Banish The Comb Over Hair Style Ideas For Bald Men

Famous quotes containing the words banish the, bald, men, ideas, banish, comb, hair and/or style:

    Men are the managers of the affairs of women
    for that God has preferred in bounty
    one of them over another, and for that
    they have expended of their property.
    Righteous women are therefore obedient,
    guarding the secret for God’s guarding.
    And those you fear may be rebellious
    admonish; banish them to their couches,
    and beat them.
    Qur’An. Women 4:38, ed. Arthur J. Arberry (1955)

    hopes dance best on bald men’s hair
    —E.E. (Edward Estlin)

    Will you tell me my fault, frankly as to yourself, for I had rather wince, than die. Men do not call the surgeon to commend the bone, but to set it, Sir.
    Emily Dickinson (1830–1886)

    Rock ‘n’ roll is a combination of good ideas dried up by fads, terrible junk, hideous failings in taste and judgment, gullibility and manipulation, moments of unbelievable clarity and invention, pleasure, fun, vulgarity, excess, novelty and utter enervation.
    Greil Marcus (b. 1945)

    Four spectres haunt the Poor—Old Age, Accident, Sickness and Unemployment. We are going to exorcise them. We are going to drive hunger from the hearth. We mean to banish the workhouse from the horizon of every workman in the land.
    David Lloyd George (1863–1945)

    So summer comes in the end to these few stains
    And the rust and rot of the door through which she went.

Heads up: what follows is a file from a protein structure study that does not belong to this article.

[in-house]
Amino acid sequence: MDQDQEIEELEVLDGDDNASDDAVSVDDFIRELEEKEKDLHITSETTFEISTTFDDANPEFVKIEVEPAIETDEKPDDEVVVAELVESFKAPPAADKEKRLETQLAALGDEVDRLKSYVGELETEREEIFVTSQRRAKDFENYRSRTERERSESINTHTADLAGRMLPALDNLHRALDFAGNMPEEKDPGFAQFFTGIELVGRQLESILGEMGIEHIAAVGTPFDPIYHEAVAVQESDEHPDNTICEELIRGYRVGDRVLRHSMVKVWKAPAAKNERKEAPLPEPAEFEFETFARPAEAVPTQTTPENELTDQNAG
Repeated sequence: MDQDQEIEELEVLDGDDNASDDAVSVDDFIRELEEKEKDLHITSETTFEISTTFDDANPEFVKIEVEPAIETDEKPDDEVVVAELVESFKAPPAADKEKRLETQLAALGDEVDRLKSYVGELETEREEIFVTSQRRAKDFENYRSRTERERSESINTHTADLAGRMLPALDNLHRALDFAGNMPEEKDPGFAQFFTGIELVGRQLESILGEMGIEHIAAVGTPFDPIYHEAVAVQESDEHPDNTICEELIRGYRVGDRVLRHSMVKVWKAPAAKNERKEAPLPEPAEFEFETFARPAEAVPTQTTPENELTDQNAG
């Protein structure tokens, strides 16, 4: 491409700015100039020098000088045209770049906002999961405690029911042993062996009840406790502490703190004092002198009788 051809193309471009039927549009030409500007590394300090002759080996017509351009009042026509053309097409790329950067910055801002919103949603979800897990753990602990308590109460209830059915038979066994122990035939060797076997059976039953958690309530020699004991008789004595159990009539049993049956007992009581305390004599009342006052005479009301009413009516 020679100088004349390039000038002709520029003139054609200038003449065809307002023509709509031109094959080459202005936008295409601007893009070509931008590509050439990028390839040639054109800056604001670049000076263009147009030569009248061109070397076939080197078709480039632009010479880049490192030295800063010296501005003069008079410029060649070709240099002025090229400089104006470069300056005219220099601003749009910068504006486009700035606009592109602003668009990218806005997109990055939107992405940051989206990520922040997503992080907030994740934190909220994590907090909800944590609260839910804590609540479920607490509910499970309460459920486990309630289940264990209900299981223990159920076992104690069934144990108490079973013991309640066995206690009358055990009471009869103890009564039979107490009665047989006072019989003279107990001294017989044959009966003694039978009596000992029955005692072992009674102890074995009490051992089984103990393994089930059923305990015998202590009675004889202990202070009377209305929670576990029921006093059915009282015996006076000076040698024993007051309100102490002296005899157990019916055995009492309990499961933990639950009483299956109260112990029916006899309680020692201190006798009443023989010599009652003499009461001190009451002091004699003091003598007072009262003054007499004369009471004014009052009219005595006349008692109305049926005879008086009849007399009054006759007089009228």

The house is empty. But here is where she sat
    To comb her dewy hair, a touchless light,
    Perplexed by its darker iridescences.
    Wallace Stevens (1879–1955)

    These women behind the store windows? Dreams, sir, dreams at bargain prices, a trip to the Indies! These people perfume themselves with spices. You enter, they close the curtains, and the trip begins. The gods descend on the nude bodies and the islands drift, demented, with the tousled hair of palm trees in the breeze.
    Albert Camus (1913–1960)

    Who cares what a man’s style is, so it is intelligible,—as intelligible as his thought. Literally and really, the style is no more than the stylus, the pen he writes with; and it is not worth scraping and polishing, and gilding, unless it will write his thoughts the better for it. It is something for use, and not to look at. The question for us is, not whether Pope had a fine style, wrote with a peacock’s feather, but whether he uttered useful thoughts.
    Henry David Thoreau (1817–1862)